This round of the Classics Club Spin sent me off to Romania, 1939, for the first of six books that are based on Manning’s own experiences, and which are combined together as her Fortunes of War series. I have only read the first book: The Great Fortune , which is a decent, meaty read for a number of reasons.
The story begins with a train journey. Newley weds, Guy and Harriet Pringle are on their way to Bucharest in Romania. Guy teaches English at a Bucharest university as part of a cultural programme sponsored by the British government. He’s met Harriet during the summer vacation and married her before bringing her to the Balkans just as Germany invades Poland.
So when the Pringles arrive at their hotel, Harriet is confronted not only by persistent beggars, many of them deformed from birth to help their earning potential, but also an influx of Polish refugees. Harriet and Guy are temporarily staying here until they can find a flat, because Guy has always tended to couch surf among his wide and varied set of acquaintances. He’s a popular young man who thrives on interacting with others, talking literature and politics into the small hours.
Guy’s also a devotee of Marxism which he sees as a potential solution in a country where the peasants are struggling under a powerful elite. Romania has a strong economy with plentiful resources, among them a highly productive agricultural sector. But with a war starting up, much of this produce is exported and the ensuing hike in the cost of living puts a terrible strain on the poorest. Meanwhile the Pringles hob-nob with assorted academics and civil servants at various plush restaurants.
As Harriet passed between the tables with Clarence, there was a little murmur of comment: first that she should make this public appearance with someone other than her husband, then the common complaint that English teachers – they were all regarded as ‘teachers’ – could afford to come to a restaurant of this class. In Rumania a teacher was one of the lowest-paid members of the lower-middle class, earning perhaps four thousand lei a month. Here was proof that the English teachers were not teachers at all but, as everyone suspected, spies.
We get another view of Bucharest society through the eyes of Prince Yakimov, also newly arrived, who has fallen on hard times. It isn’t clear quite how he comes to be in Bucharest, except that he needs to make his remittance last a bit longer and the city seems cheap. He hasn’t a clue how to earn a living. Yakimov is technically British, his father having escaped Russia at the time of revolution, but now drifts from hotel to hotel living on credit. His finely tailored clothes, his name and good manners soon have him invited to parties given by the aristocracy, in the hope they can fleece him at cards.
But mostly this is Harriet’s story. The poor girl has to get used to sharing Guy, not only with his many friends, but also with Sophie, who’d hoped to marry Guy herself, and therefore acquire a British passport. Other characters include gloomy Clarence, Guy’s colleague, who soon takes an interest in Harriet, and Guy’s boss, Inchcape, who has been put in charge of British propaganda for the Balkans. The story bubbles along full of lively conversations on the political situation, the locals as well as relationships and anything else – often very lifelike and stimulating dialogue.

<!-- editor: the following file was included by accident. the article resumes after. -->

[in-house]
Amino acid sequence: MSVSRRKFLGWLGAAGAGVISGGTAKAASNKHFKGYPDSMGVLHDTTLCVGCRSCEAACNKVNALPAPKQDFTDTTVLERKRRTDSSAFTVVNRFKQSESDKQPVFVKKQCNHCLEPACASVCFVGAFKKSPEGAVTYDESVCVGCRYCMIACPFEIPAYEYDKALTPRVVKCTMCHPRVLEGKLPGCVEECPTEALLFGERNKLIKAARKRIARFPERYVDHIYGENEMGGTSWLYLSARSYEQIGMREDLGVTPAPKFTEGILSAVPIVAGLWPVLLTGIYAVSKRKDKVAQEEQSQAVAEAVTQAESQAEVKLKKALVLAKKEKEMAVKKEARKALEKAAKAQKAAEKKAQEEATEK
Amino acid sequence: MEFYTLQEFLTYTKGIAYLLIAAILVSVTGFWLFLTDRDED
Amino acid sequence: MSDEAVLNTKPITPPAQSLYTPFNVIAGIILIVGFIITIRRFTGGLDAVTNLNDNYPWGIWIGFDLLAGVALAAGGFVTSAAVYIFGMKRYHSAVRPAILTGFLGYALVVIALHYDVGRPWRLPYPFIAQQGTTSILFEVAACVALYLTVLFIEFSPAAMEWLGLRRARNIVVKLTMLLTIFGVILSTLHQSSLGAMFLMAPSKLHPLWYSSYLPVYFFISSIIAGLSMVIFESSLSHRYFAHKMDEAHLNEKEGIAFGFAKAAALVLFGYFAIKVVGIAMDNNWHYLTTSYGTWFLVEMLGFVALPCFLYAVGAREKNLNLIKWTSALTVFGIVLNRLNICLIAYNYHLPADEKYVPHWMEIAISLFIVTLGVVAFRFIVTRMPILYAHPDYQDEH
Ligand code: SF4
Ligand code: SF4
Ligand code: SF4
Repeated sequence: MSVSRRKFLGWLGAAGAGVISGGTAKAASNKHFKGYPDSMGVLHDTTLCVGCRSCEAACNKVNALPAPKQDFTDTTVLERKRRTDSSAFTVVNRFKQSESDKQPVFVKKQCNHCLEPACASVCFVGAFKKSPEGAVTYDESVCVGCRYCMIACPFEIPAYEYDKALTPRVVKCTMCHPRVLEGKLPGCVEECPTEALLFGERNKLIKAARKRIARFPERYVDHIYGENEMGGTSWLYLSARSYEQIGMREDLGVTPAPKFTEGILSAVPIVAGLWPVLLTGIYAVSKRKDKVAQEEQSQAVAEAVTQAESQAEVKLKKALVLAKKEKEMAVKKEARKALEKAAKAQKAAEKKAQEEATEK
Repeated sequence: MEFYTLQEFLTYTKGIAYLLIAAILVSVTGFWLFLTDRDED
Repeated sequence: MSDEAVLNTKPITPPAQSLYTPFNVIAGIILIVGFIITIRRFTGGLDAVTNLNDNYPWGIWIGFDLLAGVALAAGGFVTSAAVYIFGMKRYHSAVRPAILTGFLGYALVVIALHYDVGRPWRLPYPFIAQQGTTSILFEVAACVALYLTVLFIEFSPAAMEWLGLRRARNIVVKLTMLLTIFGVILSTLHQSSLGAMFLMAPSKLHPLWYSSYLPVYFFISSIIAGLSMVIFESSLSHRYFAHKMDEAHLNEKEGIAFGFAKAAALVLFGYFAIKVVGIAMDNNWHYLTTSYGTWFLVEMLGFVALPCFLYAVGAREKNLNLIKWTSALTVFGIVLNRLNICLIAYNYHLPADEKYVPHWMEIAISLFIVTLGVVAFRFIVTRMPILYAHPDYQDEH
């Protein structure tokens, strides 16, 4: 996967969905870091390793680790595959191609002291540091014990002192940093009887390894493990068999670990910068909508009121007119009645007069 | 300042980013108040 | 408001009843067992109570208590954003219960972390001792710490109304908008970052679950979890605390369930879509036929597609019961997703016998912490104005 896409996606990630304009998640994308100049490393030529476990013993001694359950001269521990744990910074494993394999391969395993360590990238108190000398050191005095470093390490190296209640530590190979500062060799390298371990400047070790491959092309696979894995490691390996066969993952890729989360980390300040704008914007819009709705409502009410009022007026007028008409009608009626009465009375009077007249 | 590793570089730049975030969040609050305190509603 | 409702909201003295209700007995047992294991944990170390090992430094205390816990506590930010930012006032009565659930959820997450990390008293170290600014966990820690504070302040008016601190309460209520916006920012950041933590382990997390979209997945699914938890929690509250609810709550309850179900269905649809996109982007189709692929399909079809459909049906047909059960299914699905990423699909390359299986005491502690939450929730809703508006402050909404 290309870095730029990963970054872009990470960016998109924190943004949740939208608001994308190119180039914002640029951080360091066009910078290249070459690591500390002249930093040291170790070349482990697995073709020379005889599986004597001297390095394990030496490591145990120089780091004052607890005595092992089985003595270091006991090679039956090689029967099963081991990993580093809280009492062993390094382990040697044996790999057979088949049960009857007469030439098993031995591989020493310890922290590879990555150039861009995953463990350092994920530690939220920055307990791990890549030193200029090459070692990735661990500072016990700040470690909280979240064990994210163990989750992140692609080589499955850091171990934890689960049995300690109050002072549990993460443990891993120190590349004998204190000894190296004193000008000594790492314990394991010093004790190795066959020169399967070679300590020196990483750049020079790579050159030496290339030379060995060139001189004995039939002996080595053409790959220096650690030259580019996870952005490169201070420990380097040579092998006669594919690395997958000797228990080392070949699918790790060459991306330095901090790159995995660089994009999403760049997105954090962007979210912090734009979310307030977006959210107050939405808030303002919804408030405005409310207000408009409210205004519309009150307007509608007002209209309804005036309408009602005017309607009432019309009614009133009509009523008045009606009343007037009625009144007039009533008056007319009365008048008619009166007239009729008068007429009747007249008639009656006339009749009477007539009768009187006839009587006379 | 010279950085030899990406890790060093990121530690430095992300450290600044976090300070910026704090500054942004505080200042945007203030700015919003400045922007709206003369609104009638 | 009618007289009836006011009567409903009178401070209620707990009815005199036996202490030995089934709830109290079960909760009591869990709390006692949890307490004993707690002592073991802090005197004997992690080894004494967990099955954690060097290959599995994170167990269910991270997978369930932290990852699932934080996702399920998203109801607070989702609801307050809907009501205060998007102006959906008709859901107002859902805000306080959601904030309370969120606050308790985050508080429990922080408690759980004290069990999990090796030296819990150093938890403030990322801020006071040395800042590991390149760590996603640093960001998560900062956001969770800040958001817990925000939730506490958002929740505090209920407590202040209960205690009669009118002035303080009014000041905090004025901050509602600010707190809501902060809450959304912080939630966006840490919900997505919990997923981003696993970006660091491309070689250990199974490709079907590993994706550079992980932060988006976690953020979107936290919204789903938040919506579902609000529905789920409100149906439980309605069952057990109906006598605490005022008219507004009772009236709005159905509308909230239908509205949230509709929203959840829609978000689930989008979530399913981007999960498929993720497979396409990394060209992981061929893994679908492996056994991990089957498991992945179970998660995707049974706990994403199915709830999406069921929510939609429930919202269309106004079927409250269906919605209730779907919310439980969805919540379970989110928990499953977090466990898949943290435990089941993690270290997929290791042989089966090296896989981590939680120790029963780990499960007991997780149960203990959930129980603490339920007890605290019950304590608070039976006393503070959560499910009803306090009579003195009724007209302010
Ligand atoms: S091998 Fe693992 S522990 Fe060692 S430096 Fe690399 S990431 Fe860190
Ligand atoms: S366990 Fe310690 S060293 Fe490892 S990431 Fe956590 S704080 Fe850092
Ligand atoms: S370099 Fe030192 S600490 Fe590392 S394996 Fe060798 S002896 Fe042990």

Olivia Manning has masterfully recreated a time and place in a way that seems very vivid – she was similarly married to a British academic at a Bucharest university, and this shows in her descriptions of the people of the city, its buildings and parks, its cafés and restaurants. You really feel you are there with Harriet and you suffer with her all the anxiety of fitting in and waiting for Guy to come home. All the while, events are taking a turn for the worse with the outbreak of war. She worries she will never be able to return to England, that Hitler will invade Britain, that Hitler will invade Romania.
Running through the book is a wonderful cast of characters, and a smattering of dry humour. Harriet is one of those quiet observers who doesn’t suffer fools gladly, but is often stuck with odd company and not much to do. Scenes with Yakimov offer a mix of hilarity and desperation. The story is set over four parts but comes together nicely towards a strong conclusion, with Guy deciding to produce a Shakespeare play. This brings out the best and worst in the members of the cast, all taken from his friends and colleagues.
I really enjoyed The Great Fortune, although it wasn’t a book to rush through, requiring lots of concentration to keep up with who was who. But I still hope to read more in the series, including Manning’s follow-up books that make up The Levant Trilogy which describes the Pringles’ life in Egypt as the war rages on. Manning also wrote a number of stand-alone novels that could also be well worth checking out – she’s a terrific writer. The Good Fortune gets four stars from me.